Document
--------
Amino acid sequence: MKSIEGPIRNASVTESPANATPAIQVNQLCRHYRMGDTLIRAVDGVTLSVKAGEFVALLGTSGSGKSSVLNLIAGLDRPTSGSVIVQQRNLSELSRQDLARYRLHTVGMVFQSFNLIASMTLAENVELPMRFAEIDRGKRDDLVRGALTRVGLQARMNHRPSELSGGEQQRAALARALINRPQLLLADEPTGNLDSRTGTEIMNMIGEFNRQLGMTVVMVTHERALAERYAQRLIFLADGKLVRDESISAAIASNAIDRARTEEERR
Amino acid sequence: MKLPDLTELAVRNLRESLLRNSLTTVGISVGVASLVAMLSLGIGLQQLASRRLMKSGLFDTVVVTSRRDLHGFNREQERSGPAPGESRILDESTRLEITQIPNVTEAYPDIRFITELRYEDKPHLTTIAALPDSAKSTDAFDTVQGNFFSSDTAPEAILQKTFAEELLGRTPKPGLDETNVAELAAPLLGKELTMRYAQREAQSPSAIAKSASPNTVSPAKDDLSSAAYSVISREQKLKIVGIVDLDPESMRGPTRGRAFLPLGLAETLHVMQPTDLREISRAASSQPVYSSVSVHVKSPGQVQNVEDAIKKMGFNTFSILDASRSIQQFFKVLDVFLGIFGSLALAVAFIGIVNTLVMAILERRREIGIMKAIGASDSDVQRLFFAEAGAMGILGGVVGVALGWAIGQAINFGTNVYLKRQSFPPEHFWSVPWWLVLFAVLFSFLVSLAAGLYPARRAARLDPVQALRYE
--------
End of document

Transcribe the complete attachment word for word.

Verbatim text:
Amino acid sequence: MKSIEGPIRNASVTESPANATPAIQVNQLCRHYRMGDTLIRAVDGVTLSVKAGEFVALLGTSGSGKSSVLNLIAGLDRPTSGSVIVQQRNLSELSRQDLARYRLHTVGMVFQSFNLIASMTLAENVELPMRFAEIDRGKRDDLVRGALTRVGLQARMNHRPSELSGGEQQRAALARALINRPQLLLADEPTGNLDSRTGTEIMNMIGEFNRQLGMTVVMVTHERALAERYAQRLIFLADGKLVRDESISAAIASNAIDRARTEEERR
Amino acid sequence: MKLPDLTELAVRNLRESLLRNSLTTVGISVGVASLVAMLSLGIGLQQLASRRLMKSGLFDTVVVTSRRDLHGFNREQERSGPAPGESRILDESTRLEITQIPNVTEAYPDIRFITELRYEDKPHLTTIAALPDSAKSTDAFDTVQGNFFSSDTAPEAILQKTFAEELLGRTPKPGLDETNVAELAAPLLGKELTMRYAQREAQSPSAIAKSASPNTVSPAKDDLSSAAYSVISREQKLKIVGIVDLDPESMRGPTRGRAFLPLGLAETLHVMQPTDLREISRAASSQPVYSSVSVHVKSPGQVQNVEDAIKKMGFNTFSILDASRSIQQFFKVLDVFLGIFGSLALAVAFIGIVNTLVMAILERRREIGIMKAIGASDSDVQRLFFAEAGAMGILGGVVGVALGWAIGQAINFGTNVYLKRQSFPPEHFWSVPWWLVLFAVLFSFLVSLAAGLYPARRAARLDPVQALRYE